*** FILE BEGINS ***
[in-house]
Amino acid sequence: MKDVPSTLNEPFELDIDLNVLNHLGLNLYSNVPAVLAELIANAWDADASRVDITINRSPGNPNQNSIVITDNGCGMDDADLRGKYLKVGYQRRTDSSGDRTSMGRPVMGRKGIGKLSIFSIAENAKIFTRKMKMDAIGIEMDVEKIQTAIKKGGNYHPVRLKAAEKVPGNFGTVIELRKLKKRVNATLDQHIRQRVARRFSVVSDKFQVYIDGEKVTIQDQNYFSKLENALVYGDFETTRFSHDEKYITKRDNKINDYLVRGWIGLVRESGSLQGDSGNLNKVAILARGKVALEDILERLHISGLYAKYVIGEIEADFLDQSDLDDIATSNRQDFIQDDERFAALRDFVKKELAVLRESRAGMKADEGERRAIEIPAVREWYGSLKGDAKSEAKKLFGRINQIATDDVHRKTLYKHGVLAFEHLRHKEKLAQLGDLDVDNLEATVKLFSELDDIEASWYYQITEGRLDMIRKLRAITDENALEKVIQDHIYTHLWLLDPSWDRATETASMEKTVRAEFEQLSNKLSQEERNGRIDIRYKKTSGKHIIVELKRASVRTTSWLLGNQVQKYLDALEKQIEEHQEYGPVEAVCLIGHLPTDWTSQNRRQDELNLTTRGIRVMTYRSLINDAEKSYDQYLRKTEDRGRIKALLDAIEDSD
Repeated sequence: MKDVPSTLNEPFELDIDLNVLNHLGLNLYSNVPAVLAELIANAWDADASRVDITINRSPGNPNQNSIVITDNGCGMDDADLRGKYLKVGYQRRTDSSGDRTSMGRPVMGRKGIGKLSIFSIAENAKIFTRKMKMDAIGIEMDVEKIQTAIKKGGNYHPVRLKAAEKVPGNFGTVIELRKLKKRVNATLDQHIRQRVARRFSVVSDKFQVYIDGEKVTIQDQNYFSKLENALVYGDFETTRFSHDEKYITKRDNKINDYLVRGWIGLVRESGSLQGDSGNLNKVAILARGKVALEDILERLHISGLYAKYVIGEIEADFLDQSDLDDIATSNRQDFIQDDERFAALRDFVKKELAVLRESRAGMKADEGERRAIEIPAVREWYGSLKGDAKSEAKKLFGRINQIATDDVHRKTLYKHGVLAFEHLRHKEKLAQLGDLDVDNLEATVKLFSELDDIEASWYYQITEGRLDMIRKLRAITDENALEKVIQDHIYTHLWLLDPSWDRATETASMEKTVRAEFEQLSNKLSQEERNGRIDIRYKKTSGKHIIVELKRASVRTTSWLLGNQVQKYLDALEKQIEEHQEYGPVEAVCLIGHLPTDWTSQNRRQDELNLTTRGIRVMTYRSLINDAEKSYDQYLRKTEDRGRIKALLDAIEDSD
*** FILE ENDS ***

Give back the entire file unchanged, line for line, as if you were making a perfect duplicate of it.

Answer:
[in-house]
Amino acid sequence: MKDVPSTLNEPFELDIDLNVLNHLGLNLYSNVPAVLAELIANAWDADASRVDITINRSPGNPNQNSIVITDNGCGMDDADLRGKYLKVGYQRRTDSSGDRTSMGRPVMGRKGIGKLSIFSIAENAKIFTRKMKMDAIGIEMDVEKIQTAIKKGGNYHPVRLKAAEKVPGNFGTVIELRKLKKRVNATLDQHIRQRVARRFSVVSDKFQVYIDGEKVTIQDQNYFSKLENALVYGDFETTRFSHDEKYITKRDNKINDYLVRGWIGLVRESGSLQGDSGNLNKVAILARGKVALEDILERLHISGLYAKYVIGEIEADFLDQSDLDDIATSNRQDFIQDDERFAALRDFVKKELAVLRESRAGMKADEGERRAIEIPAVREWYGSLKGDAKSEAKKLFGRINQIATDDVHRKTLYKHGVLAFEHLRHKEKLAQLGDLDVDNLEATVKLFSELDDIEASWYYQITEGRLDMIRKLRAITDENALEKVIQDHIYTHLWLLDPSWDRATETASMEKTVRAEFEQLSNKLSQEERNGRIDIRYKKTSGKHIIVELKRASVRTTSWLLGNQVQKYLDALEKQIEEHQEYGPVEAVCLIGHLPTDWTSQNRRQDELNLTTRGIRVMTYRSLINDAEKSYDQYLRKTEDRGRIKALLDAIEDSD
Repeated sequence: MKDVPSTLNEPFELDIDLNVLNHLGLNLYSNVPAVLAELIANAWDADASRVDITINRSPGNPNQNSIVITDNGCGMDDADLRGKYLKVGYQRRTDSSGDRTSMGRPVMGRKGIGKLSIFSIAENAKIFTRKMKMDAIGIEMDVEKIQTAIKKGGNYHPVRLKAAEKVPGNFGTVIELRKLKKRVNATLDQHIRQRVARRFSVVSDKFQVYIDGEKVTIQDQNYFSKLENALVYGDFETTRFSHDEKYITKRDNKINDYLVRGWIGLVRESGSLQGDSGNLNKVAILARGKVALEDILERLHISGLYAKYVIGEIEADFLDQSDLDDIATSNRQDFIQDDERFAALRDFVKKELAVLRESRAGMKADEGERRAIEIPAVREWYGSLKGDAKSEAKKLFGRINQIATDDVHRKTLYKHGVLAFEHLRHKEKLAQLGDLDVDNLEATVKLFSELDDIEASWYYQITEGRLDMIRKLRAITDENALEKVIQDHIYTHLWLLDPSWDRATETASMEKTVRAEFEQLSNKLSQEERNGRIDIRYKKTSGKHIIVELKRASVRTTSWLLGNQVQKYLDALEKQIEEHQEYGPVEAVCLIGHLPTDWTSQNRRQDELNLTTRGIRVMTYRSLINDAEKSYDQYLRKTEDRGRIKALLDAIEDSD